Why grind them? I've found that the peels from even 2 pound of shrimp is enough to make at least a liter (4 cups) of unpleasantly rich stock. I just simmer them for 20 minutes on the stovetop, maybe 20 minutes in the PC hammers them so much the flavor cooks out?
  13. Foodie Tech

    Yeah, but a $20 refractometer requires you to extract a sample which I doubt grocery stores would be happy with. The entire appeal of this is that it's non invasive.
  14. Are most of the dishes prep related or serving related? I tend to be a very improvisational cook but, now that I'm in a place with enough counter space, what I found helps to array all the ingredients and prep tools onto the counter before you start cooking and mentally walk through each stage of prep to understand what equipment is necessary and when. I've found doing it this way allows you to think way more easily about strategic reuse. For example, if I have a bowl I'm marinating meat in, once the meat goes in the pan, I'll use that bowl to store chopped onions unwashed. It saves me a trip to the sink, I use one less prep bowl and I get an additional little bit more flavour from the marinade into the dish. If I know I'm going to use a colander twice in a dish, I'll a) stage the clean use before the dirty use, ie: blanching green beans before draining pasta and b) have the colander set up to be ready to drain again after the first use. Before, I would have hurriedly grabbed a second colander seconds before I needed it but now it's there and ready when I need it. That, plus cleaning as I go (something else I didn't used to do), means I'm often left at the end of cooking with just a dirty chopping board and knife plus whatever dishes dinner was served in to clean up at the end of the meal.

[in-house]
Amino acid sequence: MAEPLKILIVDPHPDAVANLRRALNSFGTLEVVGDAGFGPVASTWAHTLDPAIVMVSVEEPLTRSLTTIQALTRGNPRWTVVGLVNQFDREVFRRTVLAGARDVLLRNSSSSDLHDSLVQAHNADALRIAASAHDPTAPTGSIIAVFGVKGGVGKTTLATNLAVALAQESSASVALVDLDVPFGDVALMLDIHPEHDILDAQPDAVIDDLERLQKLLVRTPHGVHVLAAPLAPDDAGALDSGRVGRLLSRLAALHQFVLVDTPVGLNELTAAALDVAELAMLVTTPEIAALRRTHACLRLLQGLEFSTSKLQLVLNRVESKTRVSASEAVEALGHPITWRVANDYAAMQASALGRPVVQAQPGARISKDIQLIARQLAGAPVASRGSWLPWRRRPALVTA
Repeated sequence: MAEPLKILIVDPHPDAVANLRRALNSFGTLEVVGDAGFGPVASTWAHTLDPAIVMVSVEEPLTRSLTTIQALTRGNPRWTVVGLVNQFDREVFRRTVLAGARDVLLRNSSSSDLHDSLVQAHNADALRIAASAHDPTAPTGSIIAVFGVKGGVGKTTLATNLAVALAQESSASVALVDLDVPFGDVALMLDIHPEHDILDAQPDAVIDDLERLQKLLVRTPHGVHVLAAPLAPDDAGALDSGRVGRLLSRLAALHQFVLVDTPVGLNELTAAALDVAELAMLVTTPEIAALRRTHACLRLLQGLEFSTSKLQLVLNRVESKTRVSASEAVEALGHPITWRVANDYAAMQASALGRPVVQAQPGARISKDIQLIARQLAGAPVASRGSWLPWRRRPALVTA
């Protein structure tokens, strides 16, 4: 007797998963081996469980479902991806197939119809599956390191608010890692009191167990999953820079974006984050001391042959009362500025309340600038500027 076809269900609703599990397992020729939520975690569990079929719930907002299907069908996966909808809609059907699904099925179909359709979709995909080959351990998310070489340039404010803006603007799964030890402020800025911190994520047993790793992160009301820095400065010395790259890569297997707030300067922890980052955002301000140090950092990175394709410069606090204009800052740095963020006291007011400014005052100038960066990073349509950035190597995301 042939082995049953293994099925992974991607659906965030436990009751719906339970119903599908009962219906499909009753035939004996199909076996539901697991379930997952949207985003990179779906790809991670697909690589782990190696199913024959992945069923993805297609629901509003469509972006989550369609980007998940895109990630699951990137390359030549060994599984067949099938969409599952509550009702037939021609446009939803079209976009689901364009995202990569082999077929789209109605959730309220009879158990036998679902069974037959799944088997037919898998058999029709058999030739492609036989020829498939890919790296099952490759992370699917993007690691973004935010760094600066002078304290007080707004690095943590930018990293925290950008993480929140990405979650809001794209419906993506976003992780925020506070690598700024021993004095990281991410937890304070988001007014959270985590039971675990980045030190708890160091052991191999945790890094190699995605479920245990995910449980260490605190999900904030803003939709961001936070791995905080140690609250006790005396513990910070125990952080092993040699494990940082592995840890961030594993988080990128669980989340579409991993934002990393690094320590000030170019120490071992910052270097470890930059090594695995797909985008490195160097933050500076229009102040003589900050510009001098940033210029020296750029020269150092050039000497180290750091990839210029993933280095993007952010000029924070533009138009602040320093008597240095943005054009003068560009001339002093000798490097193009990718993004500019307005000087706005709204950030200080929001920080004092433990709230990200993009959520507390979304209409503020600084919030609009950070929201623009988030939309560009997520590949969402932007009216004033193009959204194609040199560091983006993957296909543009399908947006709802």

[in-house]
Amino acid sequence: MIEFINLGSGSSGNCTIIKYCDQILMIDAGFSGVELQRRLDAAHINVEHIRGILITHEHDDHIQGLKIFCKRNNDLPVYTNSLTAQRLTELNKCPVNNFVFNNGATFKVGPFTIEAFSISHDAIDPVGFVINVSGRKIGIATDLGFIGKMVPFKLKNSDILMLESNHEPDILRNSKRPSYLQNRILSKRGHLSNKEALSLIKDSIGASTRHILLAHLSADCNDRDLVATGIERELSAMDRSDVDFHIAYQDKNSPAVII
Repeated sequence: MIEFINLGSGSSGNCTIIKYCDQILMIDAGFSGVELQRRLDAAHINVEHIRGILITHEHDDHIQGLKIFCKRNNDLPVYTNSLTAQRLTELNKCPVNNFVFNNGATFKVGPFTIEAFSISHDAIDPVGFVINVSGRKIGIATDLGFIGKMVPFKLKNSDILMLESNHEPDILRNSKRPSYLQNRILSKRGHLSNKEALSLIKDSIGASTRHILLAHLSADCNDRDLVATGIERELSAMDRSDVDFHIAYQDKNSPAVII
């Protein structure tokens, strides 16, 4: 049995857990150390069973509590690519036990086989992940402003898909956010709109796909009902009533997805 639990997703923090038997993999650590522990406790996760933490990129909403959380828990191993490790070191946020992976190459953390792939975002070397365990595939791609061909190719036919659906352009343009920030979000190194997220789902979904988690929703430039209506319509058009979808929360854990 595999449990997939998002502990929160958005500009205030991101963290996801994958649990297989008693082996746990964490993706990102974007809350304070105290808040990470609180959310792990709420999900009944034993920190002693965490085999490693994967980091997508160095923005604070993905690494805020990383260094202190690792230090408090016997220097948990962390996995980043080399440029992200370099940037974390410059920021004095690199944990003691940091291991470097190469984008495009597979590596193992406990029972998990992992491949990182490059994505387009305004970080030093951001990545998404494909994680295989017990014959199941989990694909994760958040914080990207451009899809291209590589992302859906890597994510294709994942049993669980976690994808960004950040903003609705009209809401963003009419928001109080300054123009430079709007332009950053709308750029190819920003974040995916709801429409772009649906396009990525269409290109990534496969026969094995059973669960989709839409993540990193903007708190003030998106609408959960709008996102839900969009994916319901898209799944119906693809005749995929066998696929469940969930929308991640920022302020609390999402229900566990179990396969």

15. Chocolate dessert times two

    In the US, sweet cream is cream that hasn't been cultured (as opposed to sour cream). It's usually used in the context of butter since all heavy/whipping cream is assumed to be sweet cream unless specifically stated. Since the poster is from Poland and there's no other sweetener in the recipe, maybe they mean cream sweetened 30% by weight with sugar?